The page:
Fighting for a Day in Court for an American Tortured on U.S. Soil

The ACLU was in court yesterday trying to hold officials accountable for the torture of U.S. citizen Jose Padilla. In 2002 he was taken from a New York jail by the military, declared an "enemy combatant," and secretly transported to a Navy brig in Charleston, South Carolina.

He was imprisoned without charge for nearly four years, subjected to extreme abuse, and unable to communicate with his lawyers or family for two years. The illegal treatment included forcing Padilla into stress positions for hours on end, punching him, depriving him of sleep and threatening him with further torture and death.

In February 2007, Padilla filed a lawsuit against former Defense Secretary Donald Rumsfeld and other officials. Earlier this year the U.S. District Court in South Carolina ruled that the defendants were entitled to "qualified immunity" for their roles in the arbitrary detention and brutal abuse of Padilla because no "clearly established" law prohibited the torture of an American citizen designated an "enemy combatant" by the executive branch. Yesterday ACLU National Security Project Litigation Director Ben Wizner asked the U.S. Court of Appeals for the Fourth Circuit to reinstate the case. Here's are some highlights from the arguments, reported by the Associated Press:

Judge J. Harvie Wilkinson III asked whether the court should open the door to… litigation for several reasons, including the possibility that government officials tasked with interrogating or detaining terrorism suspects might be deterred from taking some actions that could protect public safety and human lives.

But Wizner said such deterrence of abuse is "a virtue, not a vice."…

Richard D. Klingler, a lawyer for former brig commander Catherine T. Hanft, said that allowing Padilla's lawsuit to proceed would improperly allow the courts to interfere in military matters.

"Can the military never be sued?" Judge Diana G. Motz said. "That's not true."

An attorney representing Rumsfeld, David B. Rivkin Jr., argued that military law already protects the rights of those in military custody, and Padilla already was entitled to file complaints about his treatment under a system that specifically addressed military detentions.

But Wizner said Padilla's lawsuit involves a civilian U.S. citizen illegally detained in a military jail.

Wizner argued that by depriving him of counsel and isolating him, the government denied Padilla access to that system. If the civil case isn't allowed to proceed, he said, authorities would be allowed to subject others to the same unconstitutional seizure and illegal detention.

The courts have dismissed other lawsuits brought by victims of the Bush administration's torture policy, but Padilla's is unique. As Wizner puts it, "If the law does not protect Jose Padilla — an American citizen arrested on American soil and tortured in an American prison — it protects no one."

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from Richard, V...

I must say I really am utterly confused by these "rules" that seem to have been made up out of thin air, and I say that as a person who's relatively acquainted with "military law," which always seemed arbitrary to me but who am I to question why. Hint: I wasn't allowed to ask; they really frown on such a thing. You follow orders and never ask why, especially when you're a private or corporal, but matters don't improve all that much when you rank at E-5.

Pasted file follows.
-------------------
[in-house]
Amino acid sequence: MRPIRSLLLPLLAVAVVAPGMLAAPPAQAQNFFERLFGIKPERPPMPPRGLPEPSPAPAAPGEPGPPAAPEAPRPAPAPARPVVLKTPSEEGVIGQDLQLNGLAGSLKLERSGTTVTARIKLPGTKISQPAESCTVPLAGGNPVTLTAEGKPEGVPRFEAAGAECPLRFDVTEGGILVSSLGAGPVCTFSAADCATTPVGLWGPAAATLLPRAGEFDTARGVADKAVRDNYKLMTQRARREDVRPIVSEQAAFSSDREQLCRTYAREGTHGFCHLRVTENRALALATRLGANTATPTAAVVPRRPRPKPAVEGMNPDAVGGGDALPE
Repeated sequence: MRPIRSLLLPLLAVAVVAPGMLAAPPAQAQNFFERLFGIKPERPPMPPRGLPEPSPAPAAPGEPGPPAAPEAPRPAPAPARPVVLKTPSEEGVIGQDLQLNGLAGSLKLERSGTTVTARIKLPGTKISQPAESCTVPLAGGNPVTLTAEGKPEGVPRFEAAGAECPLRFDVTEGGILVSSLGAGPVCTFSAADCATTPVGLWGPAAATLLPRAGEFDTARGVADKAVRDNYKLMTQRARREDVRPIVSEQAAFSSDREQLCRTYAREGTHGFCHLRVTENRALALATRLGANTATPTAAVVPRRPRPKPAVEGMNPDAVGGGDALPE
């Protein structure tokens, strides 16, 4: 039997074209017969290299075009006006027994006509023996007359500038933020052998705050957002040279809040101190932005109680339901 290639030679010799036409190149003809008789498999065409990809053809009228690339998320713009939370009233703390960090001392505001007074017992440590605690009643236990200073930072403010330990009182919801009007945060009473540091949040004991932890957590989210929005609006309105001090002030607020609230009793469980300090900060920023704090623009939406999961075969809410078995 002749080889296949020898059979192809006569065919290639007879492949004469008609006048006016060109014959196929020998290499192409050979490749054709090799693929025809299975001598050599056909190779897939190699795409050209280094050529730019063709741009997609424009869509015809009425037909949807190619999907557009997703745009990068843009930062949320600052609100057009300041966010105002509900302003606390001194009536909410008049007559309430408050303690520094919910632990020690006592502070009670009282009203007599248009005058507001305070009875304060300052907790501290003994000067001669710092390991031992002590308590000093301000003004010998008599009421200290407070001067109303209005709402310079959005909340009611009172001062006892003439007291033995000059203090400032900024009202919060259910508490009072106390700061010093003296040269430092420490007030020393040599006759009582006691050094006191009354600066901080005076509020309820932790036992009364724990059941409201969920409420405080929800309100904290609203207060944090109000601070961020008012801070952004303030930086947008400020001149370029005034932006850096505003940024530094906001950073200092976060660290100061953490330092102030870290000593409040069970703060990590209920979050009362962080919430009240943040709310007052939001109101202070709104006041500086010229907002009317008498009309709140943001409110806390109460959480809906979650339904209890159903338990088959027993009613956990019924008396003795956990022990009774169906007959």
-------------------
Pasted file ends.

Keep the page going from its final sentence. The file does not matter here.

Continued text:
For the record, there was never ANYthing capricious about what an "enemy combatant" was when I was in the war. It was always a soldier, or a soldier dressed in civilian clothes, but that could be proven to be connected to the NVA, the "enemy combatant" army.
But of course I once got a severe reprimand because I didn't kill these 2 people that my superior thought I should have neutralized (I believe that's what they call the ugly deed these days.) At any rate I DIDN'T dispatch of them because as I told the superior when he asked why: "Because it wasn't absolutely necessary to have anybody killed at that point." It certainly didn't sit well with him and I received a demerit.
Unfortunately, this business with Iraq, Afghanistan and terrorism confuses me. I keep hearing about things being done that don't just violate conventions but almost literally break them into thousands of pieces.

Don't get me wrong. I completely dislike what the people who did the September 11 attacks did, there's nothing else I could say but that it repulsed and sickened me. But the people high up in the Bush Administration seem to have enjoyed the torture a little too much and have had no return to a state of sanity after the fact, if you know what I mean.
Sometimes the line between a duty and a war crime is so unclear that it seems to disappear altogether, but there's almost always a return to sanity. Not so with anybody at the top levels of the Bush Administration. They seem to think their lies are going to carry them all the way to the grave.
Just like Richard Nixon thought and, as near as I can tell, his lies DID follow him to his funeral bed.
One can only hope that the funeral bed wasn't the last stop. One can hope that there's an Afterlife AND a soul and that Richard Nixon saw both - and was judged way more harshly THEN than he ever was in this life.
As well for Bush Junior, Dick Cheney and all their underlings.

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